The Federal Register 1936, the US

The Federal Register 1936, the US
Construction of the National Archives and Records Administration building in Washington, D.C., nears completion in September 1934. Two years later, NARA began daily printing of the Federal Register. | The Federal Register 1936, the US

The Federal Register 1936, the US

Franklin Delano Roosevelt (1882–1945)

The National Archives and Records Administration (NARA) and the Government Publishing Office print the Federal Register (FR or Fed. Reg.) every federal working day (GPO).  Proposed and finished administrative agency rules and regulations, as well as policy statements and interpretations of existing rules, are all included in each issue. The journal also publishes notices of public hearings, grant applications, and administrative decrees, as well as presidential documents (such as executive orders). It is utilized by government officials, attorneys, corporations, and anyone who are interested in the federal government’s everyday legal and administrative activity.

The Federal Register had a total of 2,620 pages in its initial year of publication, 1936. In 2017, however, 61,950 pages were added. The GPO stated in April 2018 that it had digitized every issue of the Federal Register published between 1936 and 1994, when the government began publishing the paper both digitally and in print. The Federal Register was digitized by the GPO in 14,587 daily issues, totaling approximately two million pages of text. These digital copies are now accessible through an online archive.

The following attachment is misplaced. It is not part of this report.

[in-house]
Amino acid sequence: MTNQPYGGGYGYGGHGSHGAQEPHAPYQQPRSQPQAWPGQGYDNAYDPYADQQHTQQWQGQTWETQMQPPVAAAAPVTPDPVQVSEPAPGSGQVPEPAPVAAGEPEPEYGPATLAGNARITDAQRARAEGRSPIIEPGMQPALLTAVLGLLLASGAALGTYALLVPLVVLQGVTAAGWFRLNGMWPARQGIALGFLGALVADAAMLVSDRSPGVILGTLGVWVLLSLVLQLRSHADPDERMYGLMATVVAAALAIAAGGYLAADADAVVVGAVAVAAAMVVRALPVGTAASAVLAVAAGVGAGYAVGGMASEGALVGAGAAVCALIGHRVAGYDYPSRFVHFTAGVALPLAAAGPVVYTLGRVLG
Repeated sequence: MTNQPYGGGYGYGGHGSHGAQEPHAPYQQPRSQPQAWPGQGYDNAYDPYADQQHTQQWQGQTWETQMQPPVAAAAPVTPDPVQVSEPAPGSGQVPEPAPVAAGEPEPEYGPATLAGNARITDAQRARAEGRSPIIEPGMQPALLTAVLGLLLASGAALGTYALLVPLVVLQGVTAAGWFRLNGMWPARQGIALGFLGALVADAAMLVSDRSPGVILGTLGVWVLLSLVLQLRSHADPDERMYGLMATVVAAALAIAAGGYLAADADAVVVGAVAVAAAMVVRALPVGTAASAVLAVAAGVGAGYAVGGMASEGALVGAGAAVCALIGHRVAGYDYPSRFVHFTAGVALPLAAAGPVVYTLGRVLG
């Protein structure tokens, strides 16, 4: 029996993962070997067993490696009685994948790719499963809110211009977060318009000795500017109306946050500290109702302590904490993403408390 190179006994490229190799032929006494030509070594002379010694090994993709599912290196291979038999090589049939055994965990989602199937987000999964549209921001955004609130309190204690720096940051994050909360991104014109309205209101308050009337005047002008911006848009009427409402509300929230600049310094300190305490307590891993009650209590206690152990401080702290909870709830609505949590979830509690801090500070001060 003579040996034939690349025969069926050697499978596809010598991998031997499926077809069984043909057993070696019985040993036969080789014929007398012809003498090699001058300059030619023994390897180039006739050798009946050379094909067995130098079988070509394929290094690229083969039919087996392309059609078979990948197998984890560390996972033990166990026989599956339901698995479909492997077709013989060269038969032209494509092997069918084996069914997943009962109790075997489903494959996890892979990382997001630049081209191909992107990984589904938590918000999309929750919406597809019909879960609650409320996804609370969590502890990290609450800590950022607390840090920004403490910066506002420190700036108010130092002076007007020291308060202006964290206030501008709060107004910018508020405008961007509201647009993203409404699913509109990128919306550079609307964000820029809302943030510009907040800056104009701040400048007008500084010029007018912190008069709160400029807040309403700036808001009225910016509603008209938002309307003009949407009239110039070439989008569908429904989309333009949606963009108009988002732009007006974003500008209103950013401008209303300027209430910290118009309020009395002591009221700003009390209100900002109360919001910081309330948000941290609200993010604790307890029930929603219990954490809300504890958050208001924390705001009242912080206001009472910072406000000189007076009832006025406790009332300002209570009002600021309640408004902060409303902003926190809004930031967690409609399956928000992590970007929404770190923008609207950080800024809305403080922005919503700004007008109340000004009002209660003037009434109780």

Read more

The Social Security Act 1935

The Social Security Act 1935
The Social Security Act 1935

The Social Security Act 1935

The Social Security Act, which went into effect on August 14, 1935, provided a system of old-age benefits for workers, as well as payments for victims of industrial accidents, unemployment insurance, and assistance for dependent mothers and children, the blind, and the physically handicapped.

Prior to the 1930s, elderly care was mostly a municipal, state, and family affair (with the exception of veterans’ pensions). The immense hardship caused by the Great Depression, on the other hand, sparked popular support for a national old-age insurance scheme. President Franklin Delano Roosevelt issued a message to Congress on January 17, 1935, requesting “social security” legislation.

Read more